Rewriting queries using equivalent syntax seems like a valid approach when trying to improve query performance. Nevertheless, I don’t know any set of rules or even guidelines that may help in this decision process. It’s more like an empiric procedure, one day on the threshold of despair you try a thing that unexpectedly works and later in the future when a similar pattern emerges, you’ll know that the time has come. Why it works? Because of reasons. But if it works, it ain’t stupid. Best advice of the year.

Performance Woes & Wows #4: Filtered Indexes

Generally speaking, an index can improve the efficiency of read operations, by providing a data structure that SQL Server can use to seek or scan specific data pages, while skipping non-relevant pages in the process.

Regarding Non-Clustered Indexes, since they typically represent narrower copies of the underlying table, even if a complete index scan is required, the amount of data pages that end up being read can be significantly smaller in comparison to an equivalent Clustered Index scan.

Filtered indexes can improve this process even further, simply by reducing the amount of data comprehended by the index, hence reducing the number of nodes and data pages to be traversed.

In order to illustrate a scenario where the usage of a filtered index can be beneficial, let’s create a store procedure in the StackOverflow2010 database, that will retrieve all questions (PostTypeId=1) with a creation date and a score greater than or equal to the inputted values:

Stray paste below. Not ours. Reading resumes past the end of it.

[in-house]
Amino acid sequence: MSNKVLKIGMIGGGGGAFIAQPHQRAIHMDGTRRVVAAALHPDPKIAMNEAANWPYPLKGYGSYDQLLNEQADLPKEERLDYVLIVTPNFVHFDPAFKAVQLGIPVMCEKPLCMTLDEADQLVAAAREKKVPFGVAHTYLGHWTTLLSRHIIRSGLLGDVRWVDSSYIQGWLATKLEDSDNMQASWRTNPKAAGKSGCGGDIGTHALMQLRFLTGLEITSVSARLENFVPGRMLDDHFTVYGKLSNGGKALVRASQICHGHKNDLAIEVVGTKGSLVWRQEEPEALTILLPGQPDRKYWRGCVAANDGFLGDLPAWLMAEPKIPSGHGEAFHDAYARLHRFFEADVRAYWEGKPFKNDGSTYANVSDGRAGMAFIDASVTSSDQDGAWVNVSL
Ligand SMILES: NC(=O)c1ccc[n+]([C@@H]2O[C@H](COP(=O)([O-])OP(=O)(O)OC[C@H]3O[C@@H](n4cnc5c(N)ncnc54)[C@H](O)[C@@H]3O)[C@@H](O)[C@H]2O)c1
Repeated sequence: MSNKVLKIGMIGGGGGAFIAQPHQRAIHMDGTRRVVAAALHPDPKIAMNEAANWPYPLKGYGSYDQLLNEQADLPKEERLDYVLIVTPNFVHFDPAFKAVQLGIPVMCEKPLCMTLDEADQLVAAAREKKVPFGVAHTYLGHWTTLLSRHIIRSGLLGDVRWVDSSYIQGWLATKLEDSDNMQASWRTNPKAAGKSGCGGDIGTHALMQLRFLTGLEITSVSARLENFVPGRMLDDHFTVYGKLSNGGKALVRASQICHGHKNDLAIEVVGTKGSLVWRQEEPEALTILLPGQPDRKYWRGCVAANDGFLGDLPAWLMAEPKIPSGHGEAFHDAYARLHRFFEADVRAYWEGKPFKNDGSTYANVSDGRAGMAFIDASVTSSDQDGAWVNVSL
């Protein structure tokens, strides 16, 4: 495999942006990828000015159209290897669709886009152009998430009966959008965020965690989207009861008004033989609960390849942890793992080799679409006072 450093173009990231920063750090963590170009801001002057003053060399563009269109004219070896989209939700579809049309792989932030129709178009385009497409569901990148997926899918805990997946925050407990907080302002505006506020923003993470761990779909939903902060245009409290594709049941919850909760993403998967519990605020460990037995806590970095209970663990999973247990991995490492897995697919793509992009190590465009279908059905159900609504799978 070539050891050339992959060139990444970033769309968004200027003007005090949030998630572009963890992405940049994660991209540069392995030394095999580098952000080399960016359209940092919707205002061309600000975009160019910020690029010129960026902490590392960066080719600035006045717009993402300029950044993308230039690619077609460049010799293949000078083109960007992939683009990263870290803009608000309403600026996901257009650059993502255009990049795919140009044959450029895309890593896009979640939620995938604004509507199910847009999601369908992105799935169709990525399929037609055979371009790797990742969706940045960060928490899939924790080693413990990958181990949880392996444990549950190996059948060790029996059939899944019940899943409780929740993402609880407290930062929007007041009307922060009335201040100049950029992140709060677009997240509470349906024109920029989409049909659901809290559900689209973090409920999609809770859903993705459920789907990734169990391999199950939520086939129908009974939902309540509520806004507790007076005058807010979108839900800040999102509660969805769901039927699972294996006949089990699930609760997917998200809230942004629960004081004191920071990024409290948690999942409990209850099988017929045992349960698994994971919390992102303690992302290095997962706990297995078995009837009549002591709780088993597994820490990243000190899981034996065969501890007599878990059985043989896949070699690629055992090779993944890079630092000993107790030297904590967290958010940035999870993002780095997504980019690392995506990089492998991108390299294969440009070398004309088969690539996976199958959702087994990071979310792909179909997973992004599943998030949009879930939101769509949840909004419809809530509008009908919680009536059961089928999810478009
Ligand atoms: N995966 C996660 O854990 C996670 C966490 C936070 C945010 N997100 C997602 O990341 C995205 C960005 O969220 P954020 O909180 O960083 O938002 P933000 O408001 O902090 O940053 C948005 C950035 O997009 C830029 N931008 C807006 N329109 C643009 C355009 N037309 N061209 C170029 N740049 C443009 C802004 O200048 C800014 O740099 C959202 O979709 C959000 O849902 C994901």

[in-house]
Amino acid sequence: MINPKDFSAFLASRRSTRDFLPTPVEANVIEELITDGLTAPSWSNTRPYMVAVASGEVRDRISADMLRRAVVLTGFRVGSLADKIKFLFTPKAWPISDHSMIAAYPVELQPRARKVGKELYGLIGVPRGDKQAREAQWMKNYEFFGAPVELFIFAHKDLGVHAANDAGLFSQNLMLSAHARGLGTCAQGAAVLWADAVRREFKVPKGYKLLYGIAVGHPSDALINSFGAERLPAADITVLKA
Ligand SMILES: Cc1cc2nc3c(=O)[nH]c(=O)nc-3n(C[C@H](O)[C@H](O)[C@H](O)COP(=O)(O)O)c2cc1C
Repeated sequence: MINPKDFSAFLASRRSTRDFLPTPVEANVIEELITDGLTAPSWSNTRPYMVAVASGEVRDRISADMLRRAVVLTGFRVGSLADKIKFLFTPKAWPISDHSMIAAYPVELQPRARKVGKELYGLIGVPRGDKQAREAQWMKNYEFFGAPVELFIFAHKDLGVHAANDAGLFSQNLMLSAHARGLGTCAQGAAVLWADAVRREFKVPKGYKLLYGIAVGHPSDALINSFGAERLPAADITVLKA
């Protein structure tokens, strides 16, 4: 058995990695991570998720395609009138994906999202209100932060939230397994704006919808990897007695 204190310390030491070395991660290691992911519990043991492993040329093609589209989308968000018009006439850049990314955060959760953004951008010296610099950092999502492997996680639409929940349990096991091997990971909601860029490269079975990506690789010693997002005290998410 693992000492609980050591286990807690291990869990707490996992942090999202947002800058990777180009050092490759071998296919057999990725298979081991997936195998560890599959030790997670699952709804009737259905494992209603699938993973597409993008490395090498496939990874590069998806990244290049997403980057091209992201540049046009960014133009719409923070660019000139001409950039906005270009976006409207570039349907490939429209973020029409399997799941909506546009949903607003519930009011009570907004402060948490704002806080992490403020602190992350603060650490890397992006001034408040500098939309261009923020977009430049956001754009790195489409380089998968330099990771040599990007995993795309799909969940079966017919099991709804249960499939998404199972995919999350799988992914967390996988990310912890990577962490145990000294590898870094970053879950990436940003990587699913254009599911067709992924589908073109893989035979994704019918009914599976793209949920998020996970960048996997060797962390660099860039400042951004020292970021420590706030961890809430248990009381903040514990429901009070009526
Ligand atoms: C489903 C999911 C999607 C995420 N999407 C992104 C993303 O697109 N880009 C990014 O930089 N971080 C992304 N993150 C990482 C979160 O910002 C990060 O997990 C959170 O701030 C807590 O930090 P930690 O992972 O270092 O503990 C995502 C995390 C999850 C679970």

CREATE OR ALTER PROCEDURE GetQuestionsByDateAndMinimumScore
(@Score int,@CreationDate datetime) AS
	Posts p
	Users u ON = p.OwnerUserId
	p.CreationDate >= @CreationDate AND
	Score >= @Score AND
	PostTypeId = 1 
	CreationDate DESC

Next, we’ll create a non-filtered index on the table Posts, in order to improve the performance of our query.

CREATE INDEX IX_CreationDate_PostTypeId_Score 
ON Posts (CreationDate,Score,PostTypeId)

After its creation, it’s time to execute the store procedure and analyze our baseline values.

EXEC GetQuestionsByMinimumScoreAndDate 
              500, '2009-07-31 00:00:00.000'

In the execution plan, we are able to see that SQL Server used our index to seek the Posts table and ended up reading 2 809 841 rows, which translated into 12 000 logical reads.

Now, the fun part. Since we care only about question posts and they only represent about one third of the table, we could create a filtered index instead.

CREATE INDEX IX_CreationDate_PostTypeId_Score_Filtered